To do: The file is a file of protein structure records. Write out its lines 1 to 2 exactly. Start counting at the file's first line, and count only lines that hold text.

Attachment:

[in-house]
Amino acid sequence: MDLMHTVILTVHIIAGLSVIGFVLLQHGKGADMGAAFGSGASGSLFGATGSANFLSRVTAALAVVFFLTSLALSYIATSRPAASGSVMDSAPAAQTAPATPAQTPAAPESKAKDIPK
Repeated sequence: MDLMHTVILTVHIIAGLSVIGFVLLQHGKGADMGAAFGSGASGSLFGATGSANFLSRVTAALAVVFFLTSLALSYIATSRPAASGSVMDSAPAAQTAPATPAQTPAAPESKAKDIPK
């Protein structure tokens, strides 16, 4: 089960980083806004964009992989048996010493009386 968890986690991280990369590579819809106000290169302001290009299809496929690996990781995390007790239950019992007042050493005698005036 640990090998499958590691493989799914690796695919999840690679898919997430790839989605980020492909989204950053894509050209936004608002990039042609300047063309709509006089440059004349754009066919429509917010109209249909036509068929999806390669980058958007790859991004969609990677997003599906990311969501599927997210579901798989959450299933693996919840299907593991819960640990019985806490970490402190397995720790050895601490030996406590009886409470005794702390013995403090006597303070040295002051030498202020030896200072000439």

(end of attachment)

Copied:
[in-house]
Amino acid sequence: MDLMHTVILTVHIIAGLSVIGFVLLQHGKGADMGAAFGSGASGSLFGATGSANFLSRVTAALAVVFFLTSLALSYIATSRPAASGSVMDSAPAAQTAPATPAQTPAAPESKAKDIPK